Author Archives: Patricia Alvarez Astacio

Patricia is a Puerto Rican anthropologist and filmmaker whose scholarly research and creative practice develops in the folds between ethnography, critical theory, visual and material culture, sensory ethnography, and the documentary arts. She is currently working on her book manuscript Moral Fibers: Making Fashion Ethical. The book critically explores the Peruvian alpaca wool supply chain analyzing how, through the intervention of development projects, indigenous women artisans and their aesthetic traditions are interpolated into “ethical fashion” manufacturing networks. How fashion is made ethical and how is an aesthetic of ethics and social responsibility produced? Moral Fibers unites the fields of political economy, ethnic studies, aesthetic theory, fashion studies and gender studies to expand our thinking about the parameters and exclusions encoded into “ethical capitalism.” Her latest film Entretejido, weaves together the different sites and communities involved in this supply chain, bringing viewers into contact with the ways objects we wear are entangled in national racial politics and histories. She is working on an ethnography and film project on the color magenta exploring its material, cultural, racial, gendered, political and industrial life. Currently, she is an Assistant Professor in the Anthropology Department at Brandeis University and the co-director of the Society for Visual Anthropology Film and Media Festival.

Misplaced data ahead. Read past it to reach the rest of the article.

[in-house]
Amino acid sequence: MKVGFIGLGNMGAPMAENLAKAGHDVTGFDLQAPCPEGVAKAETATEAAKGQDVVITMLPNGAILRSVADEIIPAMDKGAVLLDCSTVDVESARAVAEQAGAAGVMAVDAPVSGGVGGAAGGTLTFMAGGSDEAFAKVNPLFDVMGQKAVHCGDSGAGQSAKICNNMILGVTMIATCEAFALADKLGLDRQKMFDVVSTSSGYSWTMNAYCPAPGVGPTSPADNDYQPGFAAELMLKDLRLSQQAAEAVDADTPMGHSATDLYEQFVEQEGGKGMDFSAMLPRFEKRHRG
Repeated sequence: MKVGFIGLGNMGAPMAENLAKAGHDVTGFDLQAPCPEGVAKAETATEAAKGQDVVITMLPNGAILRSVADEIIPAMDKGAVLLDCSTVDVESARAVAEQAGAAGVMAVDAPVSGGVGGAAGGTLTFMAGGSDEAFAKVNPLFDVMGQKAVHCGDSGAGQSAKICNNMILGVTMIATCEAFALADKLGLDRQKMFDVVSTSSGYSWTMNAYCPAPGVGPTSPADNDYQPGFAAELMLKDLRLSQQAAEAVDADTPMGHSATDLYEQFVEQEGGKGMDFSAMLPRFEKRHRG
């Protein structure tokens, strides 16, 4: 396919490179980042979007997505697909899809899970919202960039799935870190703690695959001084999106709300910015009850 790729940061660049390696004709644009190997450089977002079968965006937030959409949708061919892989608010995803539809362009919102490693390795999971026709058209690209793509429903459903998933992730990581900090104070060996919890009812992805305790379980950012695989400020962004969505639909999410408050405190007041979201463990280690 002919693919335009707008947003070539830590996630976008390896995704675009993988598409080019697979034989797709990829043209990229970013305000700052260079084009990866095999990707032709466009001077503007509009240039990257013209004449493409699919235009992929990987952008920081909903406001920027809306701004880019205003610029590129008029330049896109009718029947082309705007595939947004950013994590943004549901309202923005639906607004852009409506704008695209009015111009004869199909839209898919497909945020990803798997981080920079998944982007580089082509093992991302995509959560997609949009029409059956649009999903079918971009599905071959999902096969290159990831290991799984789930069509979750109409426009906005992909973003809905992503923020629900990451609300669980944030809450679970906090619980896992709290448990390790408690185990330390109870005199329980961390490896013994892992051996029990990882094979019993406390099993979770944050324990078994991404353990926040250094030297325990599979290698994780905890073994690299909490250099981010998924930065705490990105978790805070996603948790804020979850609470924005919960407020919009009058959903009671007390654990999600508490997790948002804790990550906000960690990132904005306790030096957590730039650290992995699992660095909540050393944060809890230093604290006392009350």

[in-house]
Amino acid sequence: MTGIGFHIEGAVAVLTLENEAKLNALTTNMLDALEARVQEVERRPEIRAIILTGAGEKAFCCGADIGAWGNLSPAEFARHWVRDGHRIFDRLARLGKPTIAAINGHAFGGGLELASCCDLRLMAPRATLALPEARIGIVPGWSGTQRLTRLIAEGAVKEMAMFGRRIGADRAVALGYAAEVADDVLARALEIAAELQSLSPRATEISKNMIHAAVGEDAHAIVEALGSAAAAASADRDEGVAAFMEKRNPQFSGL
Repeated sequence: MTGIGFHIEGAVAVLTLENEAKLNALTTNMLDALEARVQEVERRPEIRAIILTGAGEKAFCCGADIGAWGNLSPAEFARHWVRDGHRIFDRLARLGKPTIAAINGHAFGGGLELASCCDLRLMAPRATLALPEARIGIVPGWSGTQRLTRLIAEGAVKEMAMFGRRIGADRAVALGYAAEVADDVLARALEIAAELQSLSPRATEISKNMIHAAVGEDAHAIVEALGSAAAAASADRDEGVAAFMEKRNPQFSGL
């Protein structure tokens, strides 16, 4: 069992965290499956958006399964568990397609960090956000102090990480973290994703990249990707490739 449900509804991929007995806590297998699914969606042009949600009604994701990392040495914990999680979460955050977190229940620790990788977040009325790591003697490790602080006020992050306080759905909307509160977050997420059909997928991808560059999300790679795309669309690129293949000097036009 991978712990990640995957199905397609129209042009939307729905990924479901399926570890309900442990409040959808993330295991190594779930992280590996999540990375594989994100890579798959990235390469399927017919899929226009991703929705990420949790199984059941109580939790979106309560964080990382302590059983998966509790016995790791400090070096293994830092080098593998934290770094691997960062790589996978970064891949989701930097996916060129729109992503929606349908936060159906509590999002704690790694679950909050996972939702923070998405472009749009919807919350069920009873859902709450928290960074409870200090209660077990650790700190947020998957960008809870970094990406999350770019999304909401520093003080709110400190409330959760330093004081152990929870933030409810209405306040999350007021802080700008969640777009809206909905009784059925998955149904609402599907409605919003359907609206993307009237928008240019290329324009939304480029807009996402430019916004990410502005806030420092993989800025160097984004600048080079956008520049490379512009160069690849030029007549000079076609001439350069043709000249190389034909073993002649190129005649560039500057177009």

perreo combativo, paro nacional, tu puñeta que estuviste ahí, memes y artistas, Rey Charlie: Capitán Puerto Rico

Our Governor Resigned via Facebook: #RickyRenuncia, Puerto Rico’s Summer of Protest

On July 13th, the Centro de Periodismo Investigativo (Center for Investigative Journalism) leaked 889 pages of a Telegram App chat between the governor of Puerto Rico, Ricardo “Ricky” Rosselló and eleven cabinet members and aides. The 889 pages were full of misogynist, homophobic, and classist comments about political figures, journalists, artists like Ricky Martin, and average citizens. They mocked the victims of hurricane María, which left 4,645 dead, saying “don’t we have some cadavers to feed our crows?” Memes citing the most egregious statements quickly began circulating through social media alongside early calls for the governor to resign. But beyond such insulting statements, the chat revealed complex corruption schemes and provided evidence of persecution of the governor’s political opponents. (read more...)